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Africa Needs to Move From Being Rule-Taker to be Rule-Maker in Changing World Order — ECFR

As the post-1945 multilateral system and the Pax Americana that underpinned it is in the throes of tremendous change, African countries need to take every opportunity to redefine their role in the emerging new world order, says a recent commentary published by the European Council on Foreign Relations (ECFR).

“African countries have long been discontent with the existing multilateral system,” but with all their vast natural resource endowments, sizable population, and strong prospects of becoming the next pole of global economic growth, they are “well placed to be a joint rule-maker” who should “aim to help shape the rules of the future world order,” argues Adebayo Olukoshi, researcher and distinguished professor at the University of the Witwatersrand, South Africa.

But while African countries are increasingly looking east to China, India, Russia, Turkey, and other (re-)emerging powers, for partnerships, they also need to ensure they do not move from one unhappy partnership (most notably with some Western powers) to another.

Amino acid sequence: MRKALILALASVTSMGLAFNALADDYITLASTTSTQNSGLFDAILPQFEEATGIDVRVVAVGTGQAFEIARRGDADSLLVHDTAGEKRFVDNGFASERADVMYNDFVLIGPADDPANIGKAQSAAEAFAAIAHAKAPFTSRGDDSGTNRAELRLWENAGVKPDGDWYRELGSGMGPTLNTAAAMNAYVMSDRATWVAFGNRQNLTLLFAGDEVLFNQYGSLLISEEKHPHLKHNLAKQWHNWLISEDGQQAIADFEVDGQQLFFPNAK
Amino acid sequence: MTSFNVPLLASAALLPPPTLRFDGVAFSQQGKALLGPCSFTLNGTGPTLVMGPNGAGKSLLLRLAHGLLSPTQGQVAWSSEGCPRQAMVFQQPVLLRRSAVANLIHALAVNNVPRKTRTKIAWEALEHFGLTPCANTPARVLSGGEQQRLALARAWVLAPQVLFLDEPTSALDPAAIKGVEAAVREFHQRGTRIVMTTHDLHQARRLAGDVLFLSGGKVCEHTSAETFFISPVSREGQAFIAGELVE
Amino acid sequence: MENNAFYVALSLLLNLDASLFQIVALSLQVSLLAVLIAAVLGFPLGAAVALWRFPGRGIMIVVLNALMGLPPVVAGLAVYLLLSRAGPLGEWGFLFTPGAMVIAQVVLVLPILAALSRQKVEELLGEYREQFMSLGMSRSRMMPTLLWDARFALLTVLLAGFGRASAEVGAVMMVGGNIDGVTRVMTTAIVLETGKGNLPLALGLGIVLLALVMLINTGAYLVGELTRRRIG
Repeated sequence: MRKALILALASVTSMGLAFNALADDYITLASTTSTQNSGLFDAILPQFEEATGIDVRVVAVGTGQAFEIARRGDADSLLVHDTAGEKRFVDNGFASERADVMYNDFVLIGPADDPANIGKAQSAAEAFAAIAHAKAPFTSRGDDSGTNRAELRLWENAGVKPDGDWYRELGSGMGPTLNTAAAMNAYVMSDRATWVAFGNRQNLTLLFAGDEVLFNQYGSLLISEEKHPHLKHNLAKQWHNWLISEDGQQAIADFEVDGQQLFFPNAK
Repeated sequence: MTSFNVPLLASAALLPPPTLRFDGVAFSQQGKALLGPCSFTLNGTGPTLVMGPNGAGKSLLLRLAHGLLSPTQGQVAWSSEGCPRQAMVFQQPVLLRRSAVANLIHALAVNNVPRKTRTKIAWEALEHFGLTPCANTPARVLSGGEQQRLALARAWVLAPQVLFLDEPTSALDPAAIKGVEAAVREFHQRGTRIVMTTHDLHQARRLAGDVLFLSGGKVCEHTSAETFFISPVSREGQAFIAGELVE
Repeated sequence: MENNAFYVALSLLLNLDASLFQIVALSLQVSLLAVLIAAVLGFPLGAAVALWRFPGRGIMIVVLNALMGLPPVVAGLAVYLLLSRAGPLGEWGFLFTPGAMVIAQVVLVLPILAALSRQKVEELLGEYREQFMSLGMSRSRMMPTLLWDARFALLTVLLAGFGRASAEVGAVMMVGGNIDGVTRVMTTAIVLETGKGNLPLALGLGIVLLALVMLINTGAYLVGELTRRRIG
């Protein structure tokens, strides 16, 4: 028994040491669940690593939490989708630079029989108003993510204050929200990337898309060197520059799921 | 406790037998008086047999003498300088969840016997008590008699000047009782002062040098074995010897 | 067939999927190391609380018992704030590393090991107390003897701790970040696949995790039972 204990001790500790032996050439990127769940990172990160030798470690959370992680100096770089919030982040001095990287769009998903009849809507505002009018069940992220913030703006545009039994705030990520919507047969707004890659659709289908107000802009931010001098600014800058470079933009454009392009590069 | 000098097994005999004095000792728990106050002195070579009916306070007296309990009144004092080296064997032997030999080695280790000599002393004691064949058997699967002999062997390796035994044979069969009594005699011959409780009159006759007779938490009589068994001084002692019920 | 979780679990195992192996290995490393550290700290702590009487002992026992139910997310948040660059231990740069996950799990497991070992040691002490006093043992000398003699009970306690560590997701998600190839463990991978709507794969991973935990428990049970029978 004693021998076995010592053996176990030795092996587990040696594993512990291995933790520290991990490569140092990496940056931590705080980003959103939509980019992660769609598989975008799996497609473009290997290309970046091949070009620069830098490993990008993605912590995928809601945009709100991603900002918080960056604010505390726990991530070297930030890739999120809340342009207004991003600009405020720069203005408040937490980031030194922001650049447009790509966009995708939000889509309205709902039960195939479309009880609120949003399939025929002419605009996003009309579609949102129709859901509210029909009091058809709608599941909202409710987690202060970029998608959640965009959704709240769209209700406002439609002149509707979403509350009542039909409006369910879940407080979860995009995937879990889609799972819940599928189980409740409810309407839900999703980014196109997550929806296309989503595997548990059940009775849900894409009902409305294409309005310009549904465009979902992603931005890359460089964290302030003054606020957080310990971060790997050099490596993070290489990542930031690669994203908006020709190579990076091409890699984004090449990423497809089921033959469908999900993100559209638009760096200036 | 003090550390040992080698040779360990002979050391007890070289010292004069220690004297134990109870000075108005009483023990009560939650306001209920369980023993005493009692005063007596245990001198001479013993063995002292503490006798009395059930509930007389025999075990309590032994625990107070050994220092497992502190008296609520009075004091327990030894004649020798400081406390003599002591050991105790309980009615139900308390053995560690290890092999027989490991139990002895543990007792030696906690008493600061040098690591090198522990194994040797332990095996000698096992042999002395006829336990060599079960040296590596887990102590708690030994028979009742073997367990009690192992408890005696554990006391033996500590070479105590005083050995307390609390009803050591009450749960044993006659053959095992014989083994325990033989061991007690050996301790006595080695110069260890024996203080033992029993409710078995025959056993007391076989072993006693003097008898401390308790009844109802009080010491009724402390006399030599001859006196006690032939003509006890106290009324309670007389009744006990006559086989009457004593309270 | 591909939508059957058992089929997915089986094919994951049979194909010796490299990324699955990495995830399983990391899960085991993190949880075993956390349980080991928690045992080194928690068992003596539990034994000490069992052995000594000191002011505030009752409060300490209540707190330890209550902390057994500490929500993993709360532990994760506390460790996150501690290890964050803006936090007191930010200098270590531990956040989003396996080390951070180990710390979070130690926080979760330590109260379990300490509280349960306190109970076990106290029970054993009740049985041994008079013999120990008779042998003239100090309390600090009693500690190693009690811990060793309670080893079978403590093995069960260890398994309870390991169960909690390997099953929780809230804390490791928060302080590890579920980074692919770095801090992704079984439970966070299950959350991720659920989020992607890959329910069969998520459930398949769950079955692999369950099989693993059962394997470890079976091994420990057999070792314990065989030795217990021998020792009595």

As China has now become Africa’s biggest trading partner, some assume that partnerships with the east will be more equal, less paternalistic and conditional, and decisively more respectful of the principles of non-interference and the sovereign independence of states, Olukoshi notes. By diversifying the cooperation with China, India and other countries, African policymakers hope to reduce the vulnerabilities that are associated with a one-sided dependence on the West.

While multi-polarity offers African countries the ability to maneuver within the international system and thus determine their own affairs, Olukoshi warns African leaders not assume that any of the new or re-emerging powers are driven by altruism in their external relations. Overall, he says, it is time for the continent to stand up for itself.

Source : The North Africa Post